Color Temperature & Color Rendering Index DeMystified

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Human Eye vs Camera White Balance
We humans are lucky. Our eyes adjust automatically to subtle changes in brightness, as well as differences in the color of light sources we may find ourselves in. For example, if you walk indoors to a warm-lit living room from a dusk exterior where everything was lit cool blue, your eyes will adjust to the differences in brightness & color almost instantly. The change will be largely imperceptible to you when it happens.

So our eyes adjust to these differences automatically, but how do todays digital cameras deal with them? While continuing to get better, they still aren't quite so lucky. Most digital video & still cameras have the ability to automatically set both exposure and white balance, self-adjusting them on the fly as lighting conditions change. If a camera is set to Auto-White Balance, it will search the image for something it perceives to be white, lock on it, and then adjust all other color renderings in the image based on that decision. And yes, in this mode cameras can be fooled. So their auto-exposure / auto-white balance imaging sensors & circuitry do a clumsier job of adjusting to both brightness & color changes in lighting conditions than the human eye. And if the adjustments happen while you are shooting video, those auto-adjustments can be recorded & visible to the viewer in playback.

A less potentailly distracting option than auto-white balance is available, but it isnt as versatile in dealing with the subtleties of real world lighting. We are talking about the camera's Preset White Balances, which are factory default settings for the accepted standards of the most common lighting environments.

These installed presets are created based on the color reflection information of a white (or neutral gray) object, lit by the selected color source (exdaylight, or tungsten-halogen).

Note - Film stocks are created using the same concept, manufactured with emulsion color balances that anticipate being used in standard tungsten or daylight environments.

Using Camera Preset White Balances
All digital video & still cameras will have Daylight & Tungsten presets, some will also have Fluorescent, and Cloudy Sky settings. Most still cameras will have a preset for Electronic Flash, which is basically the same as daylight. Selecting a preset white balance that fits the type of light being used can give generally pleasing results, and can be a popular choice when you are working quickly. However using a preset that is different from the color temperature of your lighting can give pretty inaccurate results, as some of the following photos will show.

Cameras and Colors of Light
4 photos to show how camera white balance presets deal with color temperatures. Notice the color of the white card in each image.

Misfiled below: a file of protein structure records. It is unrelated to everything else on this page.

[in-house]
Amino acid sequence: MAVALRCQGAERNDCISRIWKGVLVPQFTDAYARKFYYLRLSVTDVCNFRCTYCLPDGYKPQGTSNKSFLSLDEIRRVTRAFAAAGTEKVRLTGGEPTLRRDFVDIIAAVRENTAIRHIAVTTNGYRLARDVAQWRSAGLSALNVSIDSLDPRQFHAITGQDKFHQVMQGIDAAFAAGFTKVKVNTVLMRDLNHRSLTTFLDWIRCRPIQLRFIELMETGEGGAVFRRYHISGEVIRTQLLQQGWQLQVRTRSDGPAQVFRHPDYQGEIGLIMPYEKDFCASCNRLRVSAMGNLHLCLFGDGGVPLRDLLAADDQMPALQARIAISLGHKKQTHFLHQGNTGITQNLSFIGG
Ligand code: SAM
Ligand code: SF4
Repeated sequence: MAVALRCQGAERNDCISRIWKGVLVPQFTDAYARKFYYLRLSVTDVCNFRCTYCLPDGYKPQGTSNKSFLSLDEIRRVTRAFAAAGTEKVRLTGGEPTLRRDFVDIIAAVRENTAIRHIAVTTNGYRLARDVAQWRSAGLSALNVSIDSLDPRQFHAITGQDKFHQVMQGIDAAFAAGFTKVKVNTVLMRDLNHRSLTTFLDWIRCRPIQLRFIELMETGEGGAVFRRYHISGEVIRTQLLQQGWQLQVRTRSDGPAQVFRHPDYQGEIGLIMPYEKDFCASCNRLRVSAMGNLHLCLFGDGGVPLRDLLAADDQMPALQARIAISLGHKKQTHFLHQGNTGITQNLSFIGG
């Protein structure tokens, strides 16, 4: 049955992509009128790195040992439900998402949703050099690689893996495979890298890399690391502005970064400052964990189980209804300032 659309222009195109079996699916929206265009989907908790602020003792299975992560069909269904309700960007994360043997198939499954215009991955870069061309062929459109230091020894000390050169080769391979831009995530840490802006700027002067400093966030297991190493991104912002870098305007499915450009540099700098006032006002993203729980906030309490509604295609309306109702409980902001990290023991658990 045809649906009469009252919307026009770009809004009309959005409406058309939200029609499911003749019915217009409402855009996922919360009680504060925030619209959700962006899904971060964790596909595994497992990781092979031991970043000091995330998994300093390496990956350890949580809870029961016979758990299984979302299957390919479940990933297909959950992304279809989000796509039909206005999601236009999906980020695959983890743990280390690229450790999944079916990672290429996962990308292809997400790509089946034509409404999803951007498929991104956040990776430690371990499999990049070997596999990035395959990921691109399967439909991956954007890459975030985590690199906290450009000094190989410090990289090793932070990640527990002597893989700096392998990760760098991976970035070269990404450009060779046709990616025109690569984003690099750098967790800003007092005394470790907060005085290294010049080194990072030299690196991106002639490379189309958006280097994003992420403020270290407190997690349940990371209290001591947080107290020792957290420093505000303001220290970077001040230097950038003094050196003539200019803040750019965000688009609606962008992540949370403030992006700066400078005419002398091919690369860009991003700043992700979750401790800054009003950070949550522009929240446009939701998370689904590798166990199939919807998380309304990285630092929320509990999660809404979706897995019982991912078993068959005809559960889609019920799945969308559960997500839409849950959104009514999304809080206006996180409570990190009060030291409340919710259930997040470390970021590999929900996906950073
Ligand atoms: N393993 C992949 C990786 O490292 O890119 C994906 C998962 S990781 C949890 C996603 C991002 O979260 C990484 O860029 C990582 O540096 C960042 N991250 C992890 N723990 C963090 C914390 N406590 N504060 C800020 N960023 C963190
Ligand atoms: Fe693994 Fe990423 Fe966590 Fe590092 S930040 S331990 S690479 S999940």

Outdoors on a sunny day with the daylight preset on the camera.

Generally accurate, and a great choice if you're working fast.

Outdoors on a sunny day, but with the camera set to tungsten white balance.

The camera expects the warmer 3200K but is getting the cooler 5600K.

Indoors, in a tungsten light filled room.

The camera is set on tungsten white balance.

The ambient lighting in the room is still tungsten, as is the white balance setting.

However, the dominent lighting of the shot is now the daylight color of the camera's electronic flash.

Storing Camera White Balances
The real world doesn't always offers us ideal scenarios. We can often find ourselves in lighting environments that fall outside the confines of the camera presets, either for practical or creative reasons. Such as:
  • The color temperature of the light source you are shooting in is different than the color of the preset (a scene lit only by blue sky with no direct sun may have a color temperature closer to 6500°K than the Daylight preset of 5600°K).
  • You are shooting in a room with several different light sources, thus a mixture of color temperatures.
  • The creative needs of your production may require a different color mood than the standard rendering that the camera presets will provide.
  • To move outside the confines of the Presets, you will need to store your own white balance. When storing a white balance, you should place a white or neutral gray card in the key (main) light of the scene, place the camera on auto exposure, and fill the image frame with the lit card before hitting the white balance button. Note - it is important that the camera be set to auto exposure, to avoid overexposing the white card. If overexposed, the camera will not read the color of the light on the card accurately. Note - Some cameras have a 'tunable' white balance where you can dial in the desired color temperature you want the camera balanced to. For an experienced user, this can bring increased creative options.

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